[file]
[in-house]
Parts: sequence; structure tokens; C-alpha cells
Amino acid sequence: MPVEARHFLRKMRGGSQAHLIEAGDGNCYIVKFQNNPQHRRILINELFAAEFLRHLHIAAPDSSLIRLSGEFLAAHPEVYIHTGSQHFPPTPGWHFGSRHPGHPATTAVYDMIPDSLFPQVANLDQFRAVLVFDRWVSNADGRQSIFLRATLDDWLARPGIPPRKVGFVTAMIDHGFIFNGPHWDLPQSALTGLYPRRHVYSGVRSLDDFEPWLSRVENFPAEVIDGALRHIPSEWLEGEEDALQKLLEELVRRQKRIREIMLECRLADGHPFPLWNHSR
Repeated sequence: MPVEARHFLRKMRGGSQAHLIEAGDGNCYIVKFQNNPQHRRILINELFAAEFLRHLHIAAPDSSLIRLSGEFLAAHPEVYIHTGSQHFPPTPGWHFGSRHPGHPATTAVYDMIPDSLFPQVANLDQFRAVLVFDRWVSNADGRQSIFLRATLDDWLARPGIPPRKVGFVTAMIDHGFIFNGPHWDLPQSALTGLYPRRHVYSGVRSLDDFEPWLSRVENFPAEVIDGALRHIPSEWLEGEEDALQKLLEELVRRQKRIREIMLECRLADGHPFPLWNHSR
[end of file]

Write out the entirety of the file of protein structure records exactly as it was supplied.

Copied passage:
[in-house]
Parts: sequence; structure tokens; C-alpha cells
Amino acid sequence: MPVEARHFLRKMRGGSQAHLIEAGDGNCYIVKFQNNPQHRRILINELFAAEFLRHLHIAAPDSSLIRLSGEFLAAHPEVYIHTGSQHFPPTPGWHFGSRHPGHPATTAVYDMIPDSLFPQVANLDQFRAVLVFDRWVSNADGRQSIFLRATLDDWLARPGIPPRKVGFVTAMIDHGFIFNGPHWDLPQSALTGLYPRRHVYSGVRSLDDFEPWLSRVENFPAEVIDGALRHIPSEWLEGEEDALQKLLEELVRRQKRIREIMLECRLADGHPFPLWNHSR
Repeated sequence: MPVEARHFLRKMRGGSQAHLIEAGDGNCYIVKFQNNPQHRRILINELFAAEFLRHLHIAAPDSSLIRLSGEFLAAHPEVYIHTGSQHFPPTPGWHFGSRHPGHPATTAVYDMIPDSLFPQVANLDQFRAVLVFDRWVSNADGRQSIFLRATLDDWLARPGIPPRKVGFVTAMIDHGFIFNGPHWDLPQSALTGLYPRRHVYSGVRSLDDFEPWLSRVENFPAEVIDGALRHIPSEWLEGEEDALQKLLEELVRRQKRIREIMLECRLADGHPFPLWNHSR